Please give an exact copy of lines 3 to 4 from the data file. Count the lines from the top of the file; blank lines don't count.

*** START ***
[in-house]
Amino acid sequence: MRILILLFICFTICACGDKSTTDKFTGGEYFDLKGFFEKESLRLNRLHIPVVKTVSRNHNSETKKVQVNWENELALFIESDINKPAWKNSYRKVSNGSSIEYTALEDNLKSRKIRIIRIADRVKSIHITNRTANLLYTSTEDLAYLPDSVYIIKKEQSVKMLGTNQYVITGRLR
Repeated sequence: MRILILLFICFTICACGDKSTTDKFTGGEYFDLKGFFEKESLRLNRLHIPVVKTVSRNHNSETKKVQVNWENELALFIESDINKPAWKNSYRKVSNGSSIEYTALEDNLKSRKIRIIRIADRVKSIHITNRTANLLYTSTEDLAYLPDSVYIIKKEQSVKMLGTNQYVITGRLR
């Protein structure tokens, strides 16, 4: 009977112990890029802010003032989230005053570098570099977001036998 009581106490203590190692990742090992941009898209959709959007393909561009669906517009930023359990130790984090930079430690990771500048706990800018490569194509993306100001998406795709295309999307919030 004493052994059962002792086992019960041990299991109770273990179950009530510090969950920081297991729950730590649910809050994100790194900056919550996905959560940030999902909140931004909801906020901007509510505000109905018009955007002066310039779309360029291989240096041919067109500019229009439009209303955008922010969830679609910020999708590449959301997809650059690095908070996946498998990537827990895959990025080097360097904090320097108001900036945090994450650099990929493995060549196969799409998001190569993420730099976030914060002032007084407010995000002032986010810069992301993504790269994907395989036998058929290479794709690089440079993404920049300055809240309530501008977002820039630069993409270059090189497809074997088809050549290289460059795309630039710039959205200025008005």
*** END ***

Repeated sequence: MRILILLFICFTICACGDKSTTDKFTGGEYFDLKGFFEKESLRLNRLHIPVVKTVSRNHNSETKKVQVNWENELALFIESDINKPAWKNSYRKVSNGSSIEYTALEDNLKSRKIRIIRIADRVKSIHITNRTANLLYTSTEDLAYLPDSVYIIKKEQSVKMLGTNQYVITGRLR
């Protein structure tokens, strides 16, 4: 009977112990890029802010003032989230005053570098570099977001036998 009581106490203590190692990742090992941009898209959709959007393909561009669906517009930023359990130790984090930079430690990771500048706990800018490569194509993306100001998406795709295309999307919030 004493052994059962002792086992019960041990299991109770273990179950009530510090969950920081297991729950730590649910809050994100790194900056919550996905959560940030999902909140931004909801906020901007509510505000109905018009955007002066310039779309360029291989240096041919067109500019229009439009209303955008922010969830679609910020999708590449959301997809650059690095908070996946498998990537827990895959990025080097360097904090320097108001900036945090994450650099990929493995060549196969799409998001190569993420730099976030914060002032007084407010995000002032986010810069992301993504790269994907395989036998058929290479794709690089440079993404920049300055809240309530501008977002820039630069993409270059090189497809074997088809050549290289460059795309630039710039959205200025008005």